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Flood (2008)

by Stephen Baxter

Other authors: See the other authors section.

Series: Flood (1)

MembersReviewsPopularityAverage ratingMentions
9104521,984 (3.42)50
Four hostages are finally released, but they face a world suddenly inundated as vast amounts of water is released from the earth's mantle. As the world's cities and countries disappear under the rising seas, humanity faces unimaginable global disaster.
  1. 30
    The Death of Grass by John Christopher (AlanPoulter)
    AlanPoulter: Both are classic disaster novels from British authors.
  2. 30
    The Kraken Wakes by John Wyndham (bertilak)
    bertilak: Two different accounts of extreme increases of sea level.
  3. 10
    When Worlds Collide & After Worlds Collide by Philip Wylie (bertilak)
  4. 00
    Earth Abides by George R. Stewart (blueraven57)

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English (42)  Spanish (1)  Swedish (1)  Dutch (1)  All languages (45)
Showing 1-5 of 42 (next | show all)
Interesting spin on an apocalypse theme with a few scientific stretches (the rising sea level is not entirely due to global warming!) and presented as a sprawling family saga. Baxter makes an admirable attempt at showing a drowning Earth from all angles---social, geopolitical, scientific, evolutionary---while deftly avoiding the usual sermons on evil reckless Capitalism or warm fuzzy Socialism. But the results are not quite riveting enough to warrant 480 pages. Edit, edit, EDIT! ( )
  NurseBob | Mar 13, 2023 |
I really liked this book at first, then it just seemed to drag on and on. Had to put it down to finish another day about 1/2 way through.
( )
  panamamama | Aug 2, 2022 |
Focused on climate change and the danger the world is in if it isn't addressed, this book follows a few people as they struggle to cope with the oncoming crisis of biblical proportions. Water levels are rising and dry land is becoming a commodity for all remaining living people.

A speculative fiction where the author imagines a dystopic future of migrant millions living in fear of rising flood waters which serve as a restoring agent to balance the world after humans have destroyed it.

Some soapboxing but still action-filled. ( )
  The_Literary_Jedi | Jun 13, 2021 |
This book was very up and down for me, at times it was fast-paced, exciting and interesting and at others it was very dull. The inhuman apathy toward anyone who wasn't immediately related to Lily and Nathan was rather horrifying. It's quite beyond belief that as everyone else dies, often rather suddenly, Lily is left alive through a serious of privileged escapes. ( )
  zacchaeus | Dec 26, 2020 |
What you'd expect from Baxter. A long and solid read backed by some theory you may never have heard of ... This time prompting a global flood. Some but bits are slow, and a few plot devices like the group of hostages seem slightly unnecessary or underdeveloped, but overall, a good book, and I'm on to the next in the series! ( )
  Mactastik | Sep 4, 2019 |
Showing 1-5 of 42 (next | show all)
In an engrossing, daring and occasionally overambitious novel, Baxter (Weaver) narrates the final 42 years of dry land on earth. Four political hostages are freed in Barcelona in 2016, and their stories through the years show the attempts to save the planet even as rapidly rising ocean levels wipe out major cities. USAF Capt. Lily Brooke works with billionaire Nathan Lammockson to build a haven, while oceanographer Thandie Jones attempts to determine the causes of the flooding. Baxter skips ahead years at a time, often eliding major conflict resolutions, character development and deaths; this choice disrupts the storytelling but smartly underscores the isolation in which the characters often operate. Readers who push through will be rewarded with a fascinating apocalyptic vision—but little resolution—a nice setup for a sequel.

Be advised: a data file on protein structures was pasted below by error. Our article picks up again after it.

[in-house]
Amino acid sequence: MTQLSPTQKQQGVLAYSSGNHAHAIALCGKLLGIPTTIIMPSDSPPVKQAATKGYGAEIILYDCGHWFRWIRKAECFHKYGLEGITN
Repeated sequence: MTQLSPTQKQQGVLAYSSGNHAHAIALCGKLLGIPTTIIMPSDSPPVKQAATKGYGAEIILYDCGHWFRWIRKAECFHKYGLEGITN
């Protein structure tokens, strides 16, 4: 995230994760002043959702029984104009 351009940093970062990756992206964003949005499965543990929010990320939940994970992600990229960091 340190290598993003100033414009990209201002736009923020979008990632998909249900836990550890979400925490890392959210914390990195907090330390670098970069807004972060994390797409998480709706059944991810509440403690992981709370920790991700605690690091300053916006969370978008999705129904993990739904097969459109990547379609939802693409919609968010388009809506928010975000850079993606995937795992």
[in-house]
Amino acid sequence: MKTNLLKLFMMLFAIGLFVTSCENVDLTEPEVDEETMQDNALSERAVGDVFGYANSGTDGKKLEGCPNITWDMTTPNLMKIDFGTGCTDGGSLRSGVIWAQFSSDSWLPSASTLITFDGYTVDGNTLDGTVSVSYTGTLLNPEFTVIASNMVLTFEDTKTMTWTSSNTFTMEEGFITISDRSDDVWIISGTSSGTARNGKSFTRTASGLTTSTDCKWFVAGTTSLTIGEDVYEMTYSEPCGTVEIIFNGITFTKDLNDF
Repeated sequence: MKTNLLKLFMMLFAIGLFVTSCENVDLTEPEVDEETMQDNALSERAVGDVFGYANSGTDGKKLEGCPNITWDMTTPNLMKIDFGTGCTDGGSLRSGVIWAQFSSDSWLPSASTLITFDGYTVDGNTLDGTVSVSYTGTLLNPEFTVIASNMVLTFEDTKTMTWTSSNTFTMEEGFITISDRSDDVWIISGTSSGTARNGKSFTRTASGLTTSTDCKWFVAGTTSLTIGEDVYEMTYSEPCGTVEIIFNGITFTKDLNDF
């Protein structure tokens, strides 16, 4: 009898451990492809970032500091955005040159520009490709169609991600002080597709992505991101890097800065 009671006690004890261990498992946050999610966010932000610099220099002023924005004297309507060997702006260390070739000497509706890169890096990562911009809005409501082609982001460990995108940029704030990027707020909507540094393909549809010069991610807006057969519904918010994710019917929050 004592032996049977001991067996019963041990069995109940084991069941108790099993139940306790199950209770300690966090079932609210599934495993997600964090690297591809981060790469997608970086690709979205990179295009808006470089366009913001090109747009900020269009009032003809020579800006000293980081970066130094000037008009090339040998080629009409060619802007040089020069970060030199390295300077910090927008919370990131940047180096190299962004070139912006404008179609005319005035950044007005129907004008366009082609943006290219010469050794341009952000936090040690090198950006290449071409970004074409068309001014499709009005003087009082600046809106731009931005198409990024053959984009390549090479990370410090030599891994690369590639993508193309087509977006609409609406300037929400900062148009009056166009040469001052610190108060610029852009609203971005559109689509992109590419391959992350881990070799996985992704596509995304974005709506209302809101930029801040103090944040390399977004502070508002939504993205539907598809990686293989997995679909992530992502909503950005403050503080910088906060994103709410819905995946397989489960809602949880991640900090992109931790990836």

Most of the comments about Flood could have made about nearly any hard science fiction novel: cool science, mediocre characters. But anyone who has read a novel by Baxter (or Arthur C. Clarke, to whom he is often compared) will already be expecting these characteristics from the genre. Reviewers indicated that Flood was an engaging novel despite these expected limitations and that at times, it even overcame them. But when critics were left in awe, it was never from a character’s actions but from the setting, a world gradually coming to understand that it is doomed to drown. Baxter will continue this story in Ark, due out in 2009.

» Add other authors (3 possible)

Author nameRoleType of authorWork?Status
Stephen Baxterprimary authorall editionscalculated
Rostant, LarryCover artistsecondary authorsome editionsconfirmed

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Flood (1)
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"For Mary Jane Shepherd

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Every pothole and every crevice in the road was flooded.
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Four hostages are finally released, but they face a world suddenly inundated as vast amounts of water is released from the earth's mantle. As the world's cities and countries disappear under the rising seas, humanity faces unimaginable global disaster.

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version française de Flood, de Stephen Baxter
(French version of Flood, by Stephen Baxter)
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Average: (3.42)
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